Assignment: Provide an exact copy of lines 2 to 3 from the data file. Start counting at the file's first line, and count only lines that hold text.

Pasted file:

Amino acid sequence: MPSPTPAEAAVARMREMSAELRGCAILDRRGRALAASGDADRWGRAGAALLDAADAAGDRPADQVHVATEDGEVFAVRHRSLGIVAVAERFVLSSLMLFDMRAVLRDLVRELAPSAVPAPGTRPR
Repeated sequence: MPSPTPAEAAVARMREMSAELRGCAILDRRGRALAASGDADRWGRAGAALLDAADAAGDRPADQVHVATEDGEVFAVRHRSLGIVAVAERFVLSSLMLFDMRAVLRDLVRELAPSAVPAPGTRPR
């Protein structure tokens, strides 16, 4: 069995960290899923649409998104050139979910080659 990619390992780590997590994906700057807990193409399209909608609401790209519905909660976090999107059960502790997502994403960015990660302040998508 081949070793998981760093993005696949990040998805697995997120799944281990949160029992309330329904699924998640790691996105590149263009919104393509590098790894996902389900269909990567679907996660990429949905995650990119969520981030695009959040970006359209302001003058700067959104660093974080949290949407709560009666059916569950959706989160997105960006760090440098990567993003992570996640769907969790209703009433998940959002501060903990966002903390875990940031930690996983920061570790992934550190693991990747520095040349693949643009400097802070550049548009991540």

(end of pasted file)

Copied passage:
Repeated sequence: MPSPTPAEAAVARMREMSAELRGCAILDRRGRALAASGDADRWGRAGAALLDAADAAGDRPADQVHVATEDGEVFAVRHRSLGIVAVAERFVLSSLMLFDMRAVLRDLVRELAPSAVPAPGTRPR
């Protein structure tokens, strides 16, 4: 069995960290899923649409998104050139979910080659 990619390992780590997590994906700057807990193409399209909608609401790209519905909660976090999107059960502790997502994403960015990660302040998508 081949070793998981760093993005696949990040998805697995997120799944281990949160029992309330329904699924998640790691996105590149263009919104393509590098790894996902389900269909990567679907996660990429949905995650990119969520981030695009959040970006359209302001003058700067959104660093974080949290949407709560009666059916569950959706989160997105960006760090440098990567993003992570996640769907969790209703009433998940959002501060903990966002903390875990940031930690996983920061570790992934550190693991990747520095040349693949643009400097802070550049548009991540």